BACKGROUND: Low back pain is the leading cause of years lost to disability with approximately 15%-25% of the chronic back pain population suffering from lumbar facet arthropathy. No large-scale study has sought to systematically identify inciting events for lumbar facet arthropathy. The aim of this study is to quantify the proportion of individuals with lumbar facetogenic pain who report a specific precipitating event(s) and to determine if there is a correlation between these events and treatment outcome. METHODS: Institutional electronic medical records were searched based on the current procedural terminology (CPT) codes representing lumbar facet joint radiofrequency ablation for procedures performed between January 2007 and December 2015. All patients had obtained ≥50% pain relief based on 6-hour pain diaries after 1 or more diagnostic facet blocks. A positive outcome was defined as ≥50% pain relief sustained for longer than 3-month after procedure, without additional procedural interventions. RESULTS: One thousand sixty-nine people were included in analysis. In the 52% of individuals who described an inciting event, the most commonly reported causes were falls (11%), motor vehicle collisions (11%), sports-related injuries (11%, of which weightlifting accounted for 62%), nonspine postsurgical injuries (2%), and "other" (17%). Six hundred seventeen (57.7%) individuals experienced ≥50% pain relief sustained for >3 months. Patients whose pain was preceded by an inciting event were more likely to have a positive outcome than those who could not recall a specific precipitating factor (odds ratio, 1.5; confidence interval, 1.02-2.1, P =.01). Another factor associated with outcome was shorter duration of pain (8.1 ± 9.2 vs 9.7 ± 10.1 years, P =.02), with an observed modifier effect of age on outcomes. For a 1-year increase in age, there was a 10% increase in the odds of a positive response. CONCLUSIONS: Inciting events are common in patients diagnosed with lumbar facetogenic pain and may be associated with a positive outcome.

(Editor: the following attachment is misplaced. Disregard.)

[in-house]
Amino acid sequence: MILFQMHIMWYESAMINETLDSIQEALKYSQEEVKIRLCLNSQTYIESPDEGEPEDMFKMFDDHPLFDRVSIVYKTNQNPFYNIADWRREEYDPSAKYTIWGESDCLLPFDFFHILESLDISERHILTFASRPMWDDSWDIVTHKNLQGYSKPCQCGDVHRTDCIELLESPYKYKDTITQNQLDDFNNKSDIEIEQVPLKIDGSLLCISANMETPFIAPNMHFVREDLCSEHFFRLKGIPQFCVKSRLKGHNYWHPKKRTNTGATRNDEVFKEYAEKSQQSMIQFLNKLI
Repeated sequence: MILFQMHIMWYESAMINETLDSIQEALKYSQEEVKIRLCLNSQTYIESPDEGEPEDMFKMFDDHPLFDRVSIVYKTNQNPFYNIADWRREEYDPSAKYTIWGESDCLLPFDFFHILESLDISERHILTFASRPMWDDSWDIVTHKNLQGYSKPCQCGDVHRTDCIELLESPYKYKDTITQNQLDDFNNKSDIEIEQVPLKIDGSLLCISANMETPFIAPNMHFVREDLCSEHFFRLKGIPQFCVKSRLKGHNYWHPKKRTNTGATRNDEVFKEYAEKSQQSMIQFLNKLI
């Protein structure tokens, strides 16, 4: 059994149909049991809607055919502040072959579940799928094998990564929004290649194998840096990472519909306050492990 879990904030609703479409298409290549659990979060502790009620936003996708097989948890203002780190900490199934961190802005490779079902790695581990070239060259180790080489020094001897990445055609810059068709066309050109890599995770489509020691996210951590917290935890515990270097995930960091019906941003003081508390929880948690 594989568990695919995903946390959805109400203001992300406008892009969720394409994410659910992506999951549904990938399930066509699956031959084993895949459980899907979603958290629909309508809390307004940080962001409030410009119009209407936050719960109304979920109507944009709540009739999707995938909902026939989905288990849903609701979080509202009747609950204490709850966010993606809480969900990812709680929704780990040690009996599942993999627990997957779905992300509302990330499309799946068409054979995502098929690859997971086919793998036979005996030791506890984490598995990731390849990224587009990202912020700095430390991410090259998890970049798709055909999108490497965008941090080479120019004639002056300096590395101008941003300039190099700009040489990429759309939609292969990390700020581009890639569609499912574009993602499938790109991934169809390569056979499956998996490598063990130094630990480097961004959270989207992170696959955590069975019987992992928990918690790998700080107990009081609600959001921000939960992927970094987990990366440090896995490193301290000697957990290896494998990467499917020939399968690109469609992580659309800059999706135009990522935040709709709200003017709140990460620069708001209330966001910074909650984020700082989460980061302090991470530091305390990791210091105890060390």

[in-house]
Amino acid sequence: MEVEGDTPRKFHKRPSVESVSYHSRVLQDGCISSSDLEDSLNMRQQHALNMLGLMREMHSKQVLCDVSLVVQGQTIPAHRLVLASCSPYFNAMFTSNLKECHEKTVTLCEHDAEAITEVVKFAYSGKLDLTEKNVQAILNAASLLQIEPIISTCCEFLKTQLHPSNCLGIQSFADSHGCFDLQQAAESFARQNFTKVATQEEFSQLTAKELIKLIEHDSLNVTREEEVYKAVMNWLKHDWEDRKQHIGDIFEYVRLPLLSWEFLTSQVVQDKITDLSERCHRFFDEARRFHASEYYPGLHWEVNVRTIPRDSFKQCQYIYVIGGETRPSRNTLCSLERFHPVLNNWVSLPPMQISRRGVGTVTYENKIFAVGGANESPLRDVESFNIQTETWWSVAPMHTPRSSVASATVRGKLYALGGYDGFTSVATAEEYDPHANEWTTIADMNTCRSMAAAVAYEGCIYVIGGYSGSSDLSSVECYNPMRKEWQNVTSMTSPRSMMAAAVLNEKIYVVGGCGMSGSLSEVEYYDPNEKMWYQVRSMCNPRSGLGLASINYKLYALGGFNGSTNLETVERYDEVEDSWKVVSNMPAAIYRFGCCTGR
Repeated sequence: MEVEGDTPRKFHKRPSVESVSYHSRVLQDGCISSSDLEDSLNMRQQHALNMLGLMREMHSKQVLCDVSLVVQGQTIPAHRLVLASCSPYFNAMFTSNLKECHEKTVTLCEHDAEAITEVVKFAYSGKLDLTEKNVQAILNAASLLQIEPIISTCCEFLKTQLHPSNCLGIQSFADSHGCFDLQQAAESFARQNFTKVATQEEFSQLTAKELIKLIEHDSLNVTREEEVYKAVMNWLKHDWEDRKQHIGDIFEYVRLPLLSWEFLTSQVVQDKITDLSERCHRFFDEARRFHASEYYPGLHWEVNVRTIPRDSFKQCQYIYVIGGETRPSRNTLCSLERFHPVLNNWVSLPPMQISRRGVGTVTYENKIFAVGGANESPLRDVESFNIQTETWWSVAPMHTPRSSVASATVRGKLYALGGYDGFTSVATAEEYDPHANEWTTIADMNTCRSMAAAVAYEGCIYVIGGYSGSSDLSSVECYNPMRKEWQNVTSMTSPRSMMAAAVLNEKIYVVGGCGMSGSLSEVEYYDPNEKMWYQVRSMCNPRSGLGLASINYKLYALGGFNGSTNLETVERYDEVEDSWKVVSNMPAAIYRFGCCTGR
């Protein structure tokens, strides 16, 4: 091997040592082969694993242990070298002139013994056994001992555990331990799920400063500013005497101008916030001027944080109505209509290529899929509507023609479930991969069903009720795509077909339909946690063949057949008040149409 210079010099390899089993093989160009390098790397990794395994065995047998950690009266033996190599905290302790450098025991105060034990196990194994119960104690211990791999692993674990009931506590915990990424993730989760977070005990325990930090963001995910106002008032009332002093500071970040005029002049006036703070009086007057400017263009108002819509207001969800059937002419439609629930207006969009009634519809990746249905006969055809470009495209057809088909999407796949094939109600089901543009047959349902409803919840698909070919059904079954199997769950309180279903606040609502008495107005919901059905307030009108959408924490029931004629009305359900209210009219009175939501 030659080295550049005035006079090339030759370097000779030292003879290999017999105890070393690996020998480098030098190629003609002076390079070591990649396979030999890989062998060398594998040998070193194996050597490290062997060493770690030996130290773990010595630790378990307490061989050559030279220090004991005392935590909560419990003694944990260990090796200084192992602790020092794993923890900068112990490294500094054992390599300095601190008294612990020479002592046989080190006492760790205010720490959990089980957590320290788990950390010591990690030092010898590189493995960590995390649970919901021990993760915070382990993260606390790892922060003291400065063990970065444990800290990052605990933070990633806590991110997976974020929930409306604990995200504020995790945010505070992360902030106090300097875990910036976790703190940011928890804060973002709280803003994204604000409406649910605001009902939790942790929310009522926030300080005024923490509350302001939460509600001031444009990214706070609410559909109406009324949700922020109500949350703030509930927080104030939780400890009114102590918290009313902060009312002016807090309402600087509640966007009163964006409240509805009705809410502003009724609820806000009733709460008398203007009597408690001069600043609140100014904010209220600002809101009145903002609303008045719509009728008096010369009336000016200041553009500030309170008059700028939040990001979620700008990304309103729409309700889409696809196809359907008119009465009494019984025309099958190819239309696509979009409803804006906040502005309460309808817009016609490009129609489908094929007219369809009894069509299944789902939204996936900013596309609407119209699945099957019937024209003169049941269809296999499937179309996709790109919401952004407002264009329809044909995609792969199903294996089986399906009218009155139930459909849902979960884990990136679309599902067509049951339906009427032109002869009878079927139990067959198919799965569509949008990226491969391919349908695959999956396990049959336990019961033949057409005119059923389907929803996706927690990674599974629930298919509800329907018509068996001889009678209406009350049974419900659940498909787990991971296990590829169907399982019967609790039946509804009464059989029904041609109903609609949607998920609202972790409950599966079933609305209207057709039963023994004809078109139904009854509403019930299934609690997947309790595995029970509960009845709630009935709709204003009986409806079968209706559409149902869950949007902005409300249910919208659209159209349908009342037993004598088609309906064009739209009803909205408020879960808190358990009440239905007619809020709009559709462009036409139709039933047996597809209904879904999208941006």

ASJC Scopus subject areas
- Anesthesiology and Pain Medicine